Advice from the Help Desk of the
UC Master Gardener Program of Contra Costa County
Client's Request: I need some help with pruning, grafting, and transplanting young fruit trees. I'm especially interested in growing Brown Turkey Figs.
MGCC's Help Desk Response: Thank you for contacting the UC Master Gardener Program Help desk with your questions about pruning, grafting, and transplanting young fruit trees. Some of your questions were answered on the phone and others required some “digging”.
Before pruning any fruit tree, it is important to know its bearing habits, and ultimately what shape or size you would like the tree to be when it reaches maturity. You mentioned that you would like to know how and when to prune the Brown Turkey fig that you bought and planted in a pot last year. You also mentioned that you wanted to know how and when to graft a fig branch (or scion) from your son's tree onto yours.
Grafting a different fig cultivar onto your tree, involves taking scion wood from a healthy tree this winter, and preserving it in a bag with moist peat moss until spring when the grating should be done. Here is a link with detailed instructions about one grafting method you might try.
You might also consider getting hands on experience at the Golden Gate Chapter of the California Rare Fruit Growers Scion exchange on January 20th in Berkeley. Here you may take a grafting workshop, as well as finding hundreds of varieties of budwood for grafting and cuttings to root. Please see the following website for more information about the event, as well as its location. http://www.crfg.org/chapters/golden_gate/scionex.htm. (Editor's note: Many years ago, I attended the CRFG's Scion Exchange and brought home scions of 22 different types of figs. I planted them all directly 1 each in gallon containers. They all survived, much to my surprise, since I'm not fond of figs. Fig Newton cookies yes. They eventually all were donated to dia to a much better fate than my garden.)
You also mentioned that you have a two-foot-tall volunteer fig tree in your yard that you'd like to transplant. The best time to dig up and transplant a fig is now during its winter dormancy period. You will need to measure the trunk and calculate that for every inch of trunk diameter, you will need to allow for ten inches of root ball diameter when digging. So, if your tree is 1 inch in diameter you'll have to allow for an almost 1 foot diameter of root ball. You should also dig the root ball at least 1” beyond the canopy of the tree to minimize damage of any lateral roots.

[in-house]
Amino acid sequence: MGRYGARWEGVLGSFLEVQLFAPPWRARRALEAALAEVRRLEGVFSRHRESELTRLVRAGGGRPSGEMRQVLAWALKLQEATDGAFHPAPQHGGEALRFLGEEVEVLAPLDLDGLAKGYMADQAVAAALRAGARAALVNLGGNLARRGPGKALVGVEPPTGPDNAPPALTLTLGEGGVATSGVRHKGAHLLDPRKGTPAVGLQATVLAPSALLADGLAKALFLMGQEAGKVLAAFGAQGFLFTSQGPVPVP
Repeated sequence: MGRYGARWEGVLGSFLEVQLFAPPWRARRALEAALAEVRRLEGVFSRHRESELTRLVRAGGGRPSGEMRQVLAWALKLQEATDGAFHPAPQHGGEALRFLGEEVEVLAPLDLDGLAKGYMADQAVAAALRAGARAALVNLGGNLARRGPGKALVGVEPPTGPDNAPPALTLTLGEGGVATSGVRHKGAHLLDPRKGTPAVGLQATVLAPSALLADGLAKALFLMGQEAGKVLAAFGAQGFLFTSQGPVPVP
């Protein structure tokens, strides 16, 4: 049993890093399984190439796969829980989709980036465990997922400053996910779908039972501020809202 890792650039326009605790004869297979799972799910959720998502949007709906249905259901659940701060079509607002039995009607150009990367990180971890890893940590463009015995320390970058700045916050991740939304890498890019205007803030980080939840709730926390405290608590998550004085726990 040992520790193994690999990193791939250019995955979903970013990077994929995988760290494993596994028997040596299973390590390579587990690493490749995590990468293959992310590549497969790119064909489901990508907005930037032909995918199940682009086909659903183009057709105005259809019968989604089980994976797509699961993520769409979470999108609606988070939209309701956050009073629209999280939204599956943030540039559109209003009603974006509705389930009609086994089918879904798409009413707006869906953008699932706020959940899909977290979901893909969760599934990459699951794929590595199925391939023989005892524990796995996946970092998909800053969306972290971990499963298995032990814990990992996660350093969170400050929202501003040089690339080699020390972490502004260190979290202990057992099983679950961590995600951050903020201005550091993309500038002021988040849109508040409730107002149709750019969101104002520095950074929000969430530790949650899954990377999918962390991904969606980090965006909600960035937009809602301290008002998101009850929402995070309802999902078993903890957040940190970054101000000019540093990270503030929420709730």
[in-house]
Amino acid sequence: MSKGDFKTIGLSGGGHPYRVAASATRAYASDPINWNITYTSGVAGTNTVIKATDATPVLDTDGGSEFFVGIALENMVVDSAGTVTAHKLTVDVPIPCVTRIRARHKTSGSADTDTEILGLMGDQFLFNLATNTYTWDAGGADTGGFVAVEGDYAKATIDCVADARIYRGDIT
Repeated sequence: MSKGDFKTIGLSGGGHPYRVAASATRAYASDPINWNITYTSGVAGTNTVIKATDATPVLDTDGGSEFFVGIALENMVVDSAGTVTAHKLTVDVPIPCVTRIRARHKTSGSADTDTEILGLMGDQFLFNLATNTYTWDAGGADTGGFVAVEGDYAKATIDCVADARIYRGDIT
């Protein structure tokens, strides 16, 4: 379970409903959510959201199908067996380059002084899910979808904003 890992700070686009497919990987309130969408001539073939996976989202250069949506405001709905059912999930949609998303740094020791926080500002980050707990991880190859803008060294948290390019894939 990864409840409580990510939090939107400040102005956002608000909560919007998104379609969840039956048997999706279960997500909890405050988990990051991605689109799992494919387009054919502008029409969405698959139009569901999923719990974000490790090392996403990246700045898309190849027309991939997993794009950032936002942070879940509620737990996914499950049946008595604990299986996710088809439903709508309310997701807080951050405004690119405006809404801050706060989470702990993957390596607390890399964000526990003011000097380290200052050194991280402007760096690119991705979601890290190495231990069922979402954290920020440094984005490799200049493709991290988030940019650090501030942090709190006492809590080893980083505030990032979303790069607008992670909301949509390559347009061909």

Other important facts when transplanting your fig tree include: planting it in full sun, digging the new hole no deeper than the root ball, using existing soil when back filling the hole, and avoiding planting in areas that collect water, in order to mitigate the possibility of “wet feet”, which might make the tree more susceptible to root rot. Use the following link for a comprehensive guide to fruit tree planting and care. http://homeorchard.ucdavis.edu/8048.pdf
For more all-inclusive information on how to prune, including shaping, types of pruning cuts, and much more, see the following link. http://homeorchard.ucdavis.edu/8057.pdf
This is a lot of information to take in, but I hope that you are successful in your home gardening pursuits, especially for your fig trees.
Help Desk of the UC Master Gardener Program of Contra Costa County (JJM)
Note: The UC Master Gardeners Program of Contra Costa's Help Desk is available year-round to answer your gardening questions. Except for a few holidays, we're open every week, Monday through Thursday for walk-ins from 9:00 am to Noon at 75 Santa Barbara Road, 2d Floor, Pleasant Hill, CA 94523, although we will be moving sometime soon. We will notify you if/when that occurs. We can also be reached via telephone: (925)646-6586, email: firstname.lastname@example.org, or on the web at http://ccmg.ucanr.edu/Ask_Us/ MGCC Blogs can be found at http://ccmg.ucanr.edu/HortCoCo/ You can also subscribe to the Blog (http://ucanr.edu/blogs/CCMGBlog/)